Therefore we calculated the power spectrum of dP/dt to investigate the role played by the interactions among the dipoles to enhance a collective motion. While non-coupled dipoles show a peak at frequency ≈0.280 ± 0.006 (Fig. 3(a)), as soon as a small coupling is present in the system, the interactions among the dipoles get stabilized and a peak at lower frequency emerges already for K = 0.25 (Fig. 3(b)). However the eigenmodes emerging for small coupling are destroyed for bigger coupling, where the non-linearity in Eq. (24) prevents this self-organized behavior at small frequencies (Fig. 3(e)). The peak at small frequency emerges again for K ≥ 19 (Fig. 3(f)), but the intensity shown is smaller than before. On the other hand the main peak moves to higher frequencies for increasing coupling, but the intensity is more and more depressed (Fig. 3(g,h)).

A summary is presented in Fig. (4), where the peak intensity and the corresponding frequency values are given as a function of the coupling; while the secondary peak emerging at low frequency value for K ≥ 19 remains almost stable and constant, the primary peak, already visible for small coupling (K = 0.25) changes its form and shifts towards higher frequency values.

The results for the second set of parameters are given in the Figs (5 and 6). We refer to the Supplementary Information (Sec. II) for the analysis of the synchronization level for this second set of parameters. While in absence of interactions (K = 0), the system shows a single pronounced peak at frequency ≈0.488 ± 0.006, once the interactions are active (K > 0), another peak arises at smaller frequency ≈0.263 ± 0.013. By increasing the value of K we observe an increase of the peak at lower frequency, to which corresponds a decreasing of the peak at higher frequency: a collective motion is enhanced due to interaction, while the motion corresponding to the non-connected situation is depressed (see Figs 5, panels (a–h) and 6(a)). On the other hand the position of the peak (i.e. the corresponding frequency value) does not change significantly if we increase the coupling constant (see Fig. 6(b)); the more evident increasing ratio for K > 20 is related to the fact that power spectra become richer and richer for higher coupling and secondary peaks arise. One of these secondary peaks (the main one) emerging at bigger coupling constant is also reported in Fig. 6 (panels (a,b)), and it is termed “Third Peak”.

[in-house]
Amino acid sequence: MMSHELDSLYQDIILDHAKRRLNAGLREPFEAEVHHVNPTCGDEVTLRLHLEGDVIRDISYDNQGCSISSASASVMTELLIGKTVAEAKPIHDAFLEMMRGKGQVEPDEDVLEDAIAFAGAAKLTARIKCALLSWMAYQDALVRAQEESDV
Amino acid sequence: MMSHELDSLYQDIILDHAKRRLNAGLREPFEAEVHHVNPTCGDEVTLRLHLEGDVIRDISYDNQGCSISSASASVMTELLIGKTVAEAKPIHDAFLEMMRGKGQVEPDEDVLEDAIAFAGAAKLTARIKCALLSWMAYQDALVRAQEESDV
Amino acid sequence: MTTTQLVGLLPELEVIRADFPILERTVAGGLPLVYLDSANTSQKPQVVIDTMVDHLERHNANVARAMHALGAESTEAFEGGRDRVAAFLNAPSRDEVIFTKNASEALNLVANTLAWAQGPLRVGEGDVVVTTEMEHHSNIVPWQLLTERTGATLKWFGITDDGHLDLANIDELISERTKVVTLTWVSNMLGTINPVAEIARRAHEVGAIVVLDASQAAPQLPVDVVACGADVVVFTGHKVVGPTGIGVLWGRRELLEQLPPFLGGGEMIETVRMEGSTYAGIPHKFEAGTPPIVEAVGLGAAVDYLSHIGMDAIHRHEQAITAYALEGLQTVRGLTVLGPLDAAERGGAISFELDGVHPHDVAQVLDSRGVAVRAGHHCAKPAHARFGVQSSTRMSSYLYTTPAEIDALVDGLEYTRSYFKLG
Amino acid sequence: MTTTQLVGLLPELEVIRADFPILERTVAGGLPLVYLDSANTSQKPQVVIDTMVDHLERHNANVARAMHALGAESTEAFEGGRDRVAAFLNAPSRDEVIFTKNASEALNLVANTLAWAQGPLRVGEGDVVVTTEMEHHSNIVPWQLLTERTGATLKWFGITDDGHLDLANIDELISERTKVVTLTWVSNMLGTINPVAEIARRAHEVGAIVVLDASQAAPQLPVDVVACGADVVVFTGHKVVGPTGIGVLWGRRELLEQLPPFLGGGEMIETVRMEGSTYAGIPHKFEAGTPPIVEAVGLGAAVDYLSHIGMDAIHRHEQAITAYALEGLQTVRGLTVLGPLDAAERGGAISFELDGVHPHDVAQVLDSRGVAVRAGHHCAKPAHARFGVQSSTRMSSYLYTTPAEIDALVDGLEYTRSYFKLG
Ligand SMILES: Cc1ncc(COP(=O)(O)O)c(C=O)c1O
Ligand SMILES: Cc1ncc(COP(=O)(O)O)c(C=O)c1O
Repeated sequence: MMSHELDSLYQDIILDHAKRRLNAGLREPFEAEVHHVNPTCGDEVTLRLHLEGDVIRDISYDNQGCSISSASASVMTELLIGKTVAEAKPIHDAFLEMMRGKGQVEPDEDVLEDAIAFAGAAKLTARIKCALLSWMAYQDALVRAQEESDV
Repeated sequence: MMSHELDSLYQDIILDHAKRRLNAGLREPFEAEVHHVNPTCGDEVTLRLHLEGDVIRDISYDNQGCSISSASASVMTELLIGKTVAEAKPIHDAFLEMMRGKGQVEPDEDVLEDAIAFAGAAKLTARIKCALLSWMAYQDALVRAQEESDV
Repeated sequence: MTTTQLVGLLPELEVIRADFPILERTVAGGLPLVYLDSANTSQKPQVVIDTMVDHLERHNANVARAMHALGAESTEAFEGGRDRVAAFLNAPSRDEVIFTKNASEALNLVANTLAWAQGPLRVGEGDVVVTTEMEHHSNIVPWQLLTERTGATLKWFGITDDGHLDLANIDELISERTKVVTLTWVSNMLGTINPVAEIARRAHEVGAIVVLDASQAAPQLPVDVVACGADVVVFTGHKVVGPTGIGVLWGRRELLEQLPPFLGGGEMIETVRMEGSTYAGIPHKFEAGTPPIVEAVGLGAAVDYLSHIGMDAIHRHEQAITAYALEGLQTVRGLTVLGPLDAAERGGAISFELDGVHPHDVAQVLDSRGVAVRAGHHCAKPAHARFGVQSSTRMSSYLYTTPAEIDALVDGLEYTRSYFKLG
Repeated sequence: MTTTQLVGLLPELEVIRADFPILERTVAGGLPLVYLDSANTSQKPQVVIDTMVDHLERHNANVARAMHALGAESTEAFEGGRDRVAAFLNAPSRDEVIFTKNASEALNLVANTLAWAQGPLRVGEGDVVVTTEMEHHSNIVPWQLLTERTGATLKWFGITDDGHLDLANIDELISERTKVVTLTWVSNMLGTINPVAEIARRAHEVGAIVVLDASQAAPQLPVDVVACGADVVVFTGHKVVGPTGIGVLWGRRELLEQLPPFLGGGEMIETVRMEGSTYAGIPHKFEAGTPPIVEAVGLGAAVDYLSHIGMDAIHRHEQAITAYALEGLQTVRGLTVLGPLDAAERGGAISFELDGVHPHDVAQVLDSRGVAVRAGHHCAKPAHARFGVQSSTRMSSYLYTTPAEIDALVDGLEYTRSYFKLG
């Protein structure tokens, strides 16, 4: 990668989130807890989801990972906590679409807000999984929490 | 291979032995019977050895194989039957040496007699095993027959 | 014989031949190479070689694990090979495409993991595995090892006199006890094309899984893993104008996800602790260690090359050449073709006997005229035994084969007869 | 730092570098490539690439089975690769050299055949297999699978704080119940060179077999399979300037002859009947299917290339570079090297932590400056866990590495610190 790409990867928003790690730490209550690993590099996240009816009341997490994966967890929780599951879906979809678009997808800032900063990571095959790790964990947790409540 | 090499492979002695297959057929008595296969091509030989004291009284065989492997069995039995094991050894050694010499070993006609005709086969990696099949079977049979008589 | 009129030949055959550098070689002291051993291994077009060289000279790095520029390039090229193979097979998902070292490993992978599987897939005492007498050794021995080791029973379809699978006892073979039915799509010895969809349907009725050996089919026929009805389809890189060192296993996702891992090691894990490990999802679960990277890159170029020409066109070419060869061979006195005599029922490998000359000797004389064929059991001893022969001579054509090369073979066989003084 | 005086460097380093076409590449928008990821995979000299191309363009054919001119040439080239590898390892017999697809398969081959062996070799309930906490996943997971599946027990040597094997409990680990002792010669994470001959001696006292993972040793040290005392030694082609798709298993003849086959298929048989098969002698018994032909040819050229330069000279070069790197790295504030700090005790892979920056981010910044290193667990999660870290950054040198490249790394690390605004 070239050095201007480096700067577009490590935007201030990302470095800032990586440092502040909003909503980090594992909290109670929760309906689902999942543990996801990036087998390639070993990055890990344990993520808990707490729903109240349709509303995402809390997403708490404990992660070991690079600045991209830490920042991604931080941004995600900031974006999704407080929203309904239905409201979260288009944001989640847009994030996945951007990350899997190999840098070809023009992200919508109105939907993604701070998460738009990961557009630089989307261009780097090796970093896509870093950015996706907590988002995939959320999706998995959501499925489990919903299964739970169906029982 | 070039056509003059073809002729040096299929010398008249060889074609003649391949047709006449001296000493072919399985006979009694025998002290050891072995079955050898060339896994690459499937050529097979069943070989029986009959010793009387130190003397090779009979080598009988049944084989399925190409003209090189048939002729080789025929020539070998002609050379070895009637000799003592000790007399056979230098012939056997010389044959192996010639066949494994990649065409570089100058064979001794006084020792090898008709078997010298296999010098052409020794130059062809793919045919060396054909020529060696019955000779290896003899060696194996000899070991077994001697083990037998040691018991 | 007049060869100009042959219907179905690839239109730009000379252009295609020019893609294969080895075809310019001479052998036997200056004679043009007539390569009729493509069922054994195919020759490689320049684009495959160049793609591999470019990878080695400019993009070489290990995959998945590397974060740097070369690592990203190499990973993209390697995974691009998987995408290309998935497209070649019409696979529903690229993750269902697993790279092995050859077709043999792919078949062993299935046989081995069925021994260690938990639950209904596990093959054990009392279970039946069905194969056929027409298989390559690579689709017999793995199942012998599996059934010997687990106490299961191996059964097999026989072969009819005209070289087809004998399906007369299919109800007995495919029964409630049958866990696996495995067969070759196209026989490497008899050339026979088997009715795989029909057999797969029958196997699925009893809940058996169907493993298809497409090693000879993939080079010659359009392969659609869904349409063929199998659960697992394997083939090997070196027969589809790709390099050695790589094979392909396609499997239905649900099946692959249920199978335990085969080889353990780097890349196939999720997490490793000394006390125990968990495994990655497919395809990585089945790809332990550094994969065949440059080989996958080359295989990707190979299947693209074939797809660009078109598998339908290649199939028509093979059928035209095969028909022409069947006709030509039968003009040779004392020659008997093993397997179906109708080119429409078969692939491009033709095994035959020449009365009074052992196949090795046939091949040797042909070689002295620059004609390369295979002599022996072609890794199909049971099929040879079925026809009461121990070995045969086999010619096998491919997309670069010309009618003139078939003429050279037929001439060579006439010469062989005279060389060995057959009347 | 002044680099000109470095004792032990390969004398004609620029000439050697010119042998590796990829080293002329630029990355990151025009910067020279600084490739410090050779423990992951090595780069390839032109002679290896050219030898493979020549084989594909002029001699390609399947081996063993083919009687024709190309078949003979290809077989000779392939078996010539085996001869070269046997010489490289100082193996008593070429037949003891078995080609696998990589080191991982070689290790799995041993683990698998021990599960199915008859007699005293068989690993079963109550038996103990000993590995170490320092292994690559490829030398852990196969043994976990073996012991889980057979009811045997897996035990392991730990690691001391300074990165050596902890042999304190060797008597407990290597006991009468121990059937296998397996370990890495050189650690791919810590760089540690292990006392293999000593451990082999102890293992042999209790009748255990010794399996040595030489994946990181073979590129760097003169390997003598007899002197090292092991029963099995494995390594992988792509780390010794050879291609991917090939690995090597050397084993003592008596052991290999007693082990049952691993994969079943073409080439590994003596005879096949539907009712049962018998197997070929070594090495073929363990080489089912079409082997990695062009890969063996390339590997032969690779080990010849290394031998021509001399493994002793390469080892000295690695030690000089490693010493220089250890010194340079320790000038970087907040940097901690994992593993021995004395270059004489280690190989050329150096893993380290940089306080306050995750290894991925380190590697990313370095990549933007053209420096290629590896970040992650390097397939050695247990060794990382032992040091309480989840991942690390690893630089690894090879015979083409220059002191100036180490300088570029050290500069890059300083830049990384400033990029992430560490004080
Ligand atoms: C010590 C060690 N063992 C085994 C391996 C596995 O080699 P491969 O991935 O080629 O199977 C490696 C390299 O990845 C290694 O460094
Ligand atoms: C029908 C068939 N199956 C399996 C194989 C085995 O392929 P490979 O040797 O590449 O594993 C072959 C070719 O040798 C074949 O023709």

Figure 5
Figure 5

Investigation of the emergence of a collective behavior as a characteristic peak in the power spectrum. Panels (a–h) Power spectrum of dP/dt for different values of the coupling constant K and for thermal noise strength \({\tilde{{\rm{\Psi }}}}_{i}\) = 0.46. The black curve represents, in each panel, the power spectrum of the system without coupling (K = 0). The other curves shown are, respectively, for K = 1 (a); K = 2 (b); K = 5 (c), K = 10 (d); K = 21 (e); K = 31 (f); K = 41 (g); K = 50 (h). The parameters values used for these simulations are: Ωi = 1, xi0 = 5, Ωfrict,i = 0.105 (for every i = 1, …, N), Ωpul = 0.1, \({{\mathscr{A}}}_{NE}=1.4\), N = 50.

Figure 6
Figure 6

Dependence of the system’s characteristic frequencies on the coupling constant. Panels (a,b) Peak height (a) and frequency value (b) of the first three main peaks that characterize the dynamics of the system. Panel (c) Fitting of the dependence of the peak height on the coupling constant. Fitting values are A = 6188, 4 ± 0.5, b = 0.75 ± 0.03. For all the panels the black dotted curve represents the first peak, the red diamonds curve represents the second peak and the square green curve represents the third peak. Parameters as in Fig. 5.